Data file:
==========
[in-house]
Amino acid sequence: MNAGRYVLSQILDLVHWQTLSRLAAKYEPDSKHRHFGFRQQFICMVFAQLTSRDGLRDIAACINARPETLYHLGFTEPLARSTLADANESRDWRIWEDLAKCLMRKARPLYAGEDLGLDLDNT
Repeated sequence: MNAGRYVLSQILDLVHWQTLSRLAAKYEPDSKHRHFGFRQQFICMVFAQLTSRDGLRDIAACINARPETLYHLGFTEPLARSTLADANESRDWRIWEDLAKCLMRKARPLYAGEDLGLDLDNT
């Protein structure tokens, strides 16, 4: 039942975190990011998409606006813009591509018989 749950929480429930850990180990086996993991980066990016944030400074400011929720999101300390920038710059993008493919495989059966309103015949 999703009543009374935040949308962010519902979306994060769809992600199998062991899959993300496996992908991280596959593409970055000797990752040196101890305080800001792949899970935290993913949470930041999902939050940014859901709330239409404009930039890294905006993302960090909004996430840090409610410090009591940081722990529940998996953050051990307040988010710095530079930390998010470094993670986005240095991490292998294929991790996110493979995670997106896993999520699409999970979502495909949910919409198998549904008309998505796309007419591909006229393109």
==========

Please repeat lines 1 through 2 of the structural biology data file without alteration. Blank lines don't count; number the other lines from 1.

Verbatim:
[in-house]
Amino acid sequence: MNAGRYVLSQILDLVHWQTLSRLAAKYEPDSKHRHFGFRQQFICMVFAQLTSRDGLRDIAACINARPETLYHLGFTEPLARSTLADANESRDWRIWEDLAKCLMRKARPLYAGEDLGLDLDNT